The Justice Department will return to using private prisons, reversing an Obama administration decision to stop using them because studies showed they were less safe and effective than federally run prisons.
Here & Now's Jeremy Hobson speaks with Lauren-Brooke Eisen (@lbeisen), senior counsel at the Brennan Center for Justice, about problems with the private prison industry and how private facilities might be reformed. Eisen is writing a book on the issue entitled "Inside Private Prisons."
On the reversal from the Obama administration policy
"Well, it is an interesting reversal, but it's one that a lot of analysts and people who cover the industry had predicted would happen. Interestingly enough, with Attorney General [Jeff] Sessions's guidance to the Bureau of Prisons last week, it was a very short memo. Attorney General Sessions gave very little explanation as to why they were reversing course on this guidance."
On why the Trump administration is moving back to private prisons
"Well, the new administration has called for a crackdown on what they falsely see as a rise in crime. And, you know, this is sort of a harbinger of things to come. It's an indication that Sessions and the administration might be concerned about running out of available bed space in the Federal Bureau of Prisons facilities. One of the reasons why — one of the most compelling reasons — that the Obama administration decided to phase out its reliance on these private prisons is because the [Bureau of Prisons] population had started to decline.
“The number of people in federal prison has decreased over the last couple of years. And because of this decrease, the Justice Department decided that it didn't need to rely on these private prisons. And that makes sense. That's why one would contract with private prisons in the first place, is to provide this extra bed capacity. But when you no longer need that bed capacity, that's the time when you should start to phase out those contracts."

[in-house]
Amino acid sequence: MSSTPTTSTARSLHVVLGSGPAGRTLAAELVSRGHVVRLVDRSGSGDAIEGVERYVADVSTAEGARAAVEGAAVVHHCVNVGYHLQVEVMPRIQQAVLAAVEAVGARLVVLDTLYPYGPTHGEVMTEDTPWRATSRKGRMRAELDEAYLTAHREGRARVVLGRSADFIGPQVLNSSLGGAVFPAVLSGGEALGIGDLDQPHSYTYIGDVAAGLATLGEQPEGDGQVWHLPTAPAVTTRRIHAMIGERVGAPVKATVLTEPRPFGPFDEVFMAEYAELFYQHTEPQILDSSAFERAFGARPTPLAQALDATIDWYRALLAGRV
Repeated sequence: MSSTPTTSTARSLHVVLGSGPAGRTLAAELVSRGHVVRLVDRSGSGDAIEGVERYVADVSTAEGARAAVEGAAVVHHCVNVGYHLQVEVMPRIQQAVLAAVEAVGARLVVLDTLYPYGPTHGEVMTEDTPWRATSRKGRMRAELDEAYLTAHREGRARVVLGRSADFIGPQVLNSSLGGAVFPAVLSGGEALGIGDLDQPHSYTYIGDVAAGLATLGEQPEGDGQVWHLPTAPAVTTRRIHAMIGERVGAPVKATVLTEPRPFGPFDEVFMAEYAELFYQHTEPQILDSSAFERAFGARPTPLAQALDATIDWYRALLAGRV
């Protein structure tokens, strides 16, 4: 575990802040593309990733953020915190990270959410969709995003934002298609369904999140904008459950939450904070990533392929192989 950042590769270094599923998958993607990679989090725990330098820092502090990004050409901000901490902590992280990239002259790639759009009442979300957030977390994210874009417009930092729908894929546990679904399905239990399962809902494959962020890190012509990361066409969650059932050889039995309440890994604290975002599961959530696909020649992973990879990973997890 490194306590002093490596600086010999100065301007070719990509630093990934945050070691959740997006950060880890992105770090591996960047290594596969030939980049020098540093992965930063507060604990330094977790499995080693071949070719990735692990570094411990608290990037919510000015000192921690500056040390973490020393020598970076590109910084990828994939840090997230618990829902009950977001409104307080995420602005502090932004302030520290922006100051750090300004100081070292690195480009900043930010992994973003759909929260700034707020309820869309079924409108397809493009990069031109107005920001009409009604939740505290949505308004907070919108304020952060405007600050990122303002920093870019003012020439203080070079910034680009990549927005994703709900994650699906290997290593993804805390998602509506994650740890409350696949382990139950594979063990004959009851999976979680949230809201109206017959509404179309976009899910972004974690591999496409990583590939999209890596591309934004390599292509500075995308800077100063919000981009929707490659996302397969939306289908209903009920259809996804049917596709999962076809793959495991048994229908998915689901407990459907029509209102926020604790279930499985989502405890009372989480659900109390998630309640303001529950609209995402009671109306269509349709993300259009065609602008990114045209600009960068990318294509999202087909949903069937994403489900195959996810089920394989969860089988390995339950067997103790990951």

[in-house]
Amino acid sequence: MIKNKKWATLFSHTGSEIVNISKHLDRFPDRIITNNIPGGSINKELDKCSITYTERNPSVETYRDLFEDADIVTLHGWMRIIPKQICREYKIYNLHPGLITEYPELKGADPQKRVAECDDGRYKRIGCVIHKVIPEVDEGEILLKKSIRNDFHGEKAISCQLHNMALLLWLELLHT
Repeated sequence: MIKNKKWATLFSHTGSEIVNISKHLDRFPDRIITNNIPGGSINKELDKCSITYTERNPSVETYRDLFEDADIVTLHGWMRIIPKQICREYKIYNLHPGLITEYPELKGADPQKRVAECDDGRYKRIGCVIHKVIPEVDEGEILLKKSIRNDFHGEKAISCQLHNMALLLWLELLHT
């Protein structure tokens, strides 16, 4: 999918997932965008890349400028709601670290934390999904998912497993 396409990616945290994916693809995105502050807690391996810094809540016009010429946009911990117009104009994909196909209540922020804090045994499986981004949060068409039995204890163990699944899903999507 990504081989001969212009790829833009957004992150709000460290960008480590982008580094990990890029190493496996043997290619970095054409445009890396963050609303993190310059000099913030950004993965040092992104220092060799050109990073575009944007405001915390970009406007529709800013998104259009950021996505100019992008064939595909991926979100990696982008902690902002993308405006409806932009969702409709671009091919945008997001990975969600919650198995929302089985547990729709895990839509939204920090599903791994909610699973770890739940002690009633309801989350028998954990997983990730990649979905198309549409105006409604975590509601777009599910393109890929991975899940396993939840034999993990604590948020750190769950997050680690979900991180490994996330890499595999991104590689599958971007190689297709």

On lobbying by private prisons
“As of last Friday, the stocks of GEO Group and CoreCivic, the two largest private prison corporations in the United States, had seen a 100 percent increase in their stocks since the election. So, we've seen a huge uptick in share prices. GEO Group and CoreCivic have each given about $250,000 to support Trump's inauguration events, and the GEO Group — through its own political action committee — had also given some funding to the campaign of Donald Trump, as well."
On how many inmates there are in private prisons
"There are almost 190,000 inmates in federal prison today. But if we zoom out and look at the entire prison population of the United States, we have about 8 percent of the state and federal prison population behind bars in private prisons. So, to break it down in terms of numbers, it's about a 126,000 inmates that are held in private prison facilities. But that number is also a little bit conservative because it doesn't account for the approximately 8,000 to 10,000 people who are held in private immigration detention facilities."
On cost per prisoner at a federally owned prison vs. a private prison
"So, again, it depends on how you look at the data. There's marginal costs and incremental costs, so when you look at the cost of a prison, it becomes a little more complicated because you're really only saving money when you close down a wing of a prison, close down a prison, or reduce the number of staff. And so, federal prisons are usually a little bit more expensive than in-state prisons, just because there tends to be a little bit more security. But again, those costs tend to be different from prison to prison."
"What happens is, if you're looking at state contracts, the states basically pay the private prison operator to house the inmates, and it's all in the contract. Where it can get tricky, and where a lot of people, who are adamant that private prisons shouldn't exist are these inherent conflicts of interest when the corporation are actually paid a set amount no matter how many people are in their facilities. And so, what that does is, it ensures that the private prison operator is paid, even if the prison is not full."